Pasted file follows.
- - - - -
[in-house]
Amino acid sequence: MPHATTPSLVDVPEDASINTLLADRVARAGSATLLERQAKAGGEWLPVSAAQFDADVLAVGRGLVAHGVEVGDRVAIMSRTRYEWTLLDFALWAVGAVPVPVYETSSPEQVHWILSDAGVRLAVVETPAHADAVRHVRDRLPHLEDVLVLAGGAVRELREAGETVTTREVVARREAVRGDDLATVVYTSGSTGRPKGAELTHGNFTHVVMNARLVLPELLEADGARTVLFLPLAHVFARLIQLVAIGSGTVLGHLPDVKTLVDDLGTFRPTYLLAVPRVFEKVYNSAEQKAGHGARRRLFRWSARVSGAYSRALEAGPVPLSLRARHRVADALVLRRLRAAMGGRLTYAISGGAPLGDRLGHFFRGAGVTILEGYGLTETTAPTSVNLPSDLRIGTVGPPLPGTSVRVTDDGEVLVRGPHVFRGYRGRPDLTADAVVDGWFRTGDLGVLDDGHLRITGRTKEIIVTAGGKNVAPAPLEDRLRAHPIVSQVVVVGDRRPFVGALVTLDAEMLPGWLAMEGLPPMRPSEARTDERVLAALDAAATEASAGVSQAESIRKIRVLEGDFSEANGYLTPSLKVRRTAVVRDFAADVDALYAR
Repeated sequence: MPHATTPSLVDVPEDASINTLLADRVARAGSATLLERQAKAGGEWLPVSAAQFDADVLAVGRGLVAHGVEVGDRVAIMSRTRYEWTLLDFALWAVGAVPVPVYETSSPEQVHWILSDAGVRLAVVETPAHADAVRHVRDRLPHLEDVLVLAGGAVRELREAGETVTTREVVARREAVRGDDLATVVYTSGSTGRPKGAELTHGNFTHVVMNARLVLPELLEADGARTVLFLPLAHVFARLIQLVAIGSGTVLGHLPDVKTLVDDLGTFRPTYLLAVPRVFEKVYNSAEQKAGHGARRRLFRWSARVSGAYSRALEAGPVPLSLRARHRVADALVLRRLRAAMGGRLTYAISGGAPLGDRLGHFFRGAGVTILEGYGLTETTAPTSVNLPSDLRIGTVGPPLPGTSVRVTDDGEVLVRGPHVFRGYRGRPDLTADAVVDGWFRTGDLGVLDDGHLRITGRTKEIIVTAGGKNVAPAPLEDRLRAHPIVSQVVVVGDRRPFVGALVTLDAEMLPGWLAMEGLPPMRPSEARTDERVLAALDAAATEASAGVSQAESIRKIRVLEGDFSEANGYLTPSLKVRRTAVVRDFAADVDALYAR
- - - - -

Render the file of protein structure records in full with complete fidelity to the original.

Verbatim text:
[in-house]
Amino acid sequence: MPHATTPSLVDVPEDASINTLLADRVARAGSATLLERQAKAGGEWLPVSAAQFDADVLAVGRGLVAHGVEVGDRVAIMSRTRYEWTLLDFALWAVGAVPVPVYETSSPEQVHWILSDAGVRLAVVETPAHADAVRHVRDRLPHLEDVLVLAGGAVRELREAGETVTTREVVARREAVRGDDLATVVYTSGSTGRPKGAELTHGNFTHVVMNARLVLPELLEADGARTVLFLPLAHVFARLIQLVAIGSGTVLGHLPDVKTLVDDLGTFRPTYLLAVPRVFEKVYNSAEQKAGHGARRRLFRWSARVSGAYSRALEAGPVPLSLRARHRVADALVLRRLRAAMGGRLTYAISGGAPLGDRLGHFFRGAGVTILEGYGLTETTAPTSVNLPSDLRIGTVGPPLPGTSVRVTDDGEVLVRGPHVFRGYRGRPDLTADAVVDGWFRTGDLGVLDDGHLRITGRTKEIIVTAGGKNVAPAPLEDRLRAHPIVSQVVVVGDRRPFVGALVTLDAEMLPGWLAMEGLPPMRPSEARTDERVLAALDAAATEASAGVSQAESIRKIRVLEGDFSEANGYLTPSLKVRRTAVVRDFAADVDALYAR
Repeated sequence: MPHATTPSLVDVPEDASINTLLADRVARAGSATLLERQAKAGGEWLPVSAAQFDADVLAVGRGLVAHGVEVGDRVAIMSRTRYEWTLLDFALWAVGAVPVPVYETSSPEQVHWILSDAGVRLAVVETPAHADAVRHVRDRLPHLEDVLVLAGGAVRELREAGETVTTREVVARREAVRGDDLATVVYTSGSTGRPKGAELTHGNFTHVVMNARLVLPELLEADGARTVLFLPLAHVFARLIQLVAIGSGTVLGHLPDVKTLVDDLGTFRPTYLLAVPRVFEKVYNSAEQKAGHGARRRLFRWSARVSGAYSRALEAGPVPLSLRARHRVADALVLRRLRAAMGGRLTYAISGGAPLGDRLGHFFRGAGVTILEGYGLTETTAPTSVNLPSDLRIGTVGPPLPGTSVRVTDDGEVLVRGPHVFRGYRGRPDLTADAVVDGWFRTGDLGVLDDGHLRITGRTKEIIVTAGGKNVAPAPLEDRLRAHPIVSQVVVVGDRRPFVGALVTLDAEMLPGWLAMEGLPPMRPSEARTDERVLAALDAAATEASAGVSQAESIRKIRVLEGDFSEANGYLTPSLKVRRTAVVRDFAADVDALYAR